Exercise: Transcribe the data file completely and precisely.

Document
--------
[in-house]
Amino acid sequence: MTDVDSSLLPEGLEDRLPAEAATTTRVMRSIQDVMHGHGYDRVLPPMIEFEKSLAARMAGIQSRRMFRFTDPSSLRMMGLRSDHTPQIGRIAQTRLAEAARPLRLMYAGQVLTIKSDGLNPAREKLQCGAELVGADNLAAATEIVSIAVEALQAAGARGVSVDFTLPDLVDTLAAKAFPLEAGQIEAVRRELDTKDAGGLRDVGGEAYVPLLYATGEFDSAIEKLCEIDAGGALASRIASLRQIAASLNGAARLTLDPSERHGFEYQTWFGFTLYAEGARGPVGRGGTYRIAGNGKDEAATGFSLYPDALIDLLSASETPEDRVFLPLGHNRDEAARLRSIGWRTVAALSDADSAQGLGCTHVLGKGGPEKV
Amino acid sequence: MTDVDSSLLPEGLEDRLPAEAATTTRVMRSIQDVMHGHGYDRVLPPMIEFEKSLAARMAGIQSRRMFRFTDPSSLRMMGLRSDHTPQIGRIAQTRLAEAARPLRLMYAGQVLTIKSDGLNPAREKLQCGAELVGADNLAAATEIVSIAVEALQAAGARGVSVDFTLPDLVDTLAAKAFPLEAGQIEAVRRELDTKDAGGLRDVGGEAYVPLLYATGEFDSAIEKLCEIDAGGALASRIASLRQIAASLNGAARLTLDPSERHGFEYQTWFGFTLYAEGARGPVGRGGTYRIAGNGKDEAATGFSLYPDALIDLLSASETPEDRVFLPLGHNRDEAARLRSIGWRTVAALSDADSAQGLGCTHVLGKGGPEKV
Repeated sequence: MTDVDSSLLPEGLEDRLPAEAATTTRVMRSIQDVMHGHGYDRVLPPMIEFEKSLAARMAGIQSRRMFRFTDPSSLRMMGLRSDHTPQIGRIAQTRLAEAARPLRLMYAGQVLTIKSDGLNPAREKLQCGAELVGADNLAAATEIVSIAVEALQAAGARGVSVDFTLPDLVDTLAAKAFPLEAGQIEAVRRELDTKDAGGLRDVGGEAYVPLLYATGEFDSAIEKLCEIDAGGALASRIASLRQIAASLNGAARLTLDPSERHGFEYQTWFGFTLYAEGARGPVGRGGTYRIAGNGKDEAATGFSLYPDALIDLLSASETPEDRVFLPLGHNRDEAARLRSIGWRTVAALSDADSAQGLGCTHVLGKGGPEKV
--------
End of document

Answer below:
[in-house]
Amino acid sequence: MTDVDSSLLPEGLEDRLPAEAATTTRVMRSIQDVMHGHGYDRVLPPMIEFEKSLAARMAGIQSRRMFRFTDPSSLRMMGLRSDHTPQIGRIAQTRLAEAARPLRLMYAGQVLTIKSDGLNPAREKLQCGAELVGADNLAAATEIVSIAVEALQAAGARGVSVDFTLPDLVDTLAAKAFPLEAGQIEAVRRELDTKDAGGLRDVGGEAYVPLLYATGEFDSAIEKLCEIDAGGALASRIASLRQIAASLNGAARLTLDPSERHGFEYQTWFGFTLYAEGARGPVGRGGTYRIAGNGKDEAATGFSLYPDALIDLLSASETPEDRVFLPLGHNRDEAARLRSIGWRTVAALSDADSAQGLGCTHVLGKGGPEKV
Amino acid sequence: MTDVDSSLLPEGLEDRLPAEAATTTRVMRSIQDVMHGHGYDRVLPPMIEFEKSLAARMAGIQSRRMFRFTDPSSLRMMGLRSDHTPQIGRIAQTRLAEAARPLRLMYAGQVLTIKSDGLNPAREKLQCGAELVGADNLAAATEIVSIAVEALQAAGARGVSVDFTLPDLVDTLAAKAFPLEAGQIEAVRRELDTKDAGGLRDVGGEAYVPLLYATGEFDSAIEKLCEIDAGGALASRIASLRQIAASLNGAARLTLDPSERHGFEYQTWFGFTLYAEGARGPVGRGGTYRIAGNGKDEAATGFSLYPDALIDLLSASETPEDRVFLPLGHNRDEAARLRSIGWRTVAALSDADSAQGLGCTHVLGKGGPEKV
Repeated sequence: MTDVDSSLLPEGLEDRLPAEAATTTRVMRSIQDVMHGHGYDRVLPPMIEFEKSLAARMAGIQSRRMFRFTDPSSLRMMGLRSDHTPQIGRIAQTRLAEAARPLRLMYAGQVLTIKSDGLNPAREKLQCGAELVGADNLAAATEIVSIAVEALQAAGARGVSVDFTLPDLVDTLAAKAFPLEAGQIEAVRRELDTKDAGGLRDVGGEAYVPLLYATGEFDSAIEKLCEIDAGGALASRIASLRQIAASLNGAARLTLDPSERHGFEYQTWFGFTLYAEGARGPVGRGGTYRIAGNGKDEAATGFSLYPDALIDLLSASETPEDRVFLPLGHNRDEAARLRSIGWRTVAALSDADSAQGLGCTHVLGKGGPEKV